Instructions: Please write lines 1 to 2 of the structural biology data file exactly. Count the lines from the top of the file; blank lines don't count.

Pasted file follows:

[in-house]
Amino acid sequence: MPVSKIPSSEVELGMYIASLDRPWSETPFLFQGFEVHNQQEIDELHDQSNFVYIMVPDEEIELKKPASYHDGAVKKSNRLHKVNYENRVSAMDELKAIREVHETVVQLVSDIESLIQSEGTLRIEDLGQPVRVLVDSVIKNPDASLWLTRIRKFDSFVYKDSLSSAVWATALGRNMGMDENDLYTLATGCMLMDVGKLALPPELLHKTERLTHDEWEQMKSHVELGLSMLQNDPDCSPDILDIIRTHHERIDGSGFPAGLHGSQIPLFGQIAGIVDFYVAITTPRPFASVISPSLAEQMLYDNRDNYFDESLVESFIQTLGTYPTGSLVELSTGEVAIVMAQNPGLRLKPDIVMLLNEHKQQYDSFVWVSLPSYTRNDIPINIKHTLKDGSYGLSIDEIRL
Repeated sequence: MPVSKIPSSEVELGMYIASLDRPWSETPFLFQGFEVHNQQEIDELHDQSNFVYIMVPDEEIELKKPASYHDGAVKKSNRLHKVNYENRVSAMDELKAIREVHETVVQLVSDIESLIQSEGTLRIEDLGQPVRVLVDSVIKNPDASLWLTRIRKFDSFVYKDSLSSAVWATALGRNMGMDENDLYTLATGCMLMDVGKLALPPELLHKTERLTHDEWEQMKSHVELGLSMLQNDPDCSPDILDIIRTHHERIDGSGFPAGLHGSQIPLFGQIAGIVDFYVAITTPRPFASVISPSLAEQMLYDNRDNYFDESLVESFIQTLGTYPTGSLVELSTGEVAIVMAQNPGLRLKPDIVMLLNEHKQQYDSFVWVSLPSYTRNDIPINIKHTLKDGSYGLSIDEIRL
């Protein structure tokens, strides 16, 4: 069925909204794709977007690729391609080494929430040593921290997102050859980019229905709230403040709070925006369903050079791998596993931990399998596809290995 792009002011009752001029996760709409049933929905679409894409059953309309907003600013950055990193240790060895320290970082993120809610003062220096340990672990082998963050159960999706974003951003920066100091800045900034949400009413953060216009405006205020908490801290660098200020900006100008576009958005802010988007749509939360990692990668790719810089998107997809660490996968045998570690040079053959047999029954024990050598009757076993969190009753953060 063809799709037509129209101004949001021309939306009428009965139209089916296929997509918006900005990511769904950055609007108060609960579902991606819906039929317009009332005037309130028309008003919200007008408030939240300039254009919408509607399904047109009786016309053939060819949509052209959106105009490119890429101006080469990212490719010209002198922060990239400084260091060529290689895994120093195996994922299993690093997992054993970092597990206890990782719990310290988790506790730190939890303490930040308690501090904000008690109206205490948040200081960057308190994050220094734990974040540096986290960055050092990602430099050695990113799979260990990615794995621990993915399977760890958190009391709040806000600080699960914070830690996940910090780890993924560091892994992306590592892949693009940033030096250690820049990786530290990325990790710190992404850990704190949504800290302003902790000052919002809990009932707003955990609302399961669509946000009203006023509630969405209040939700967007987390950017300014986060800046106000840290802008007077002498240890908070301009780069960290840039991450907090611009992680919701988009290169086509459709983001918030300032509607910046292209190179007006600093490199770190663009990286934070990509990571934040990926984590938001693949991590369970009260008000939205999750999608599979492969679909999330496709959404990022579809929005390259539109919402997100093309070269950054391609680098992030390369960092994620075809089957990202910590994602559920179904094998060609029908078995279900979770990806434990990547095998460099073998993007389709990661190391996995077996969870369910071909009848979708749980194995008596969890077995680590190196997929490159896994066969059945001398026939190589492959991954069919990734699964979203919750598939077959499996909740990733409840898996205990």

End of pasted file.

[in-house]
Amino acid sequence: MPVSKIPSSEVELGMYIASLDRPWSETPFLFQGFEVHNQQEIDELHDQSNFVYIMVPDEEIELKKPASYHDGAVKKSNRLHKVNYENRVSAMDELKAIREVHETVVQLVSDIESLIQSEGTLRIEDLGQPVRVLVDSVIKNPDASLWLTRIRKFDSFVYKDSLSSAVWATALGRNMGMDENDLYTLATGCMLMDVGKLALPPELLHKTERLTHDEWEQMKSHVELGLSMLQNDPDCSPDILDIIRTHHERIDGSGFPAGLHGSQIPLFGQIAGIVDFYVAITTPRPFASVISPSLAEQMLYDNRDNYFDESLVESFIQTLGTYPTGSLVELSTGEVAIVMAQNPGLRLKPDIVMLLNEHKQQYDSFVWVSLPSYTRNDIPINIKHTLKDGSYGLSIDEIRL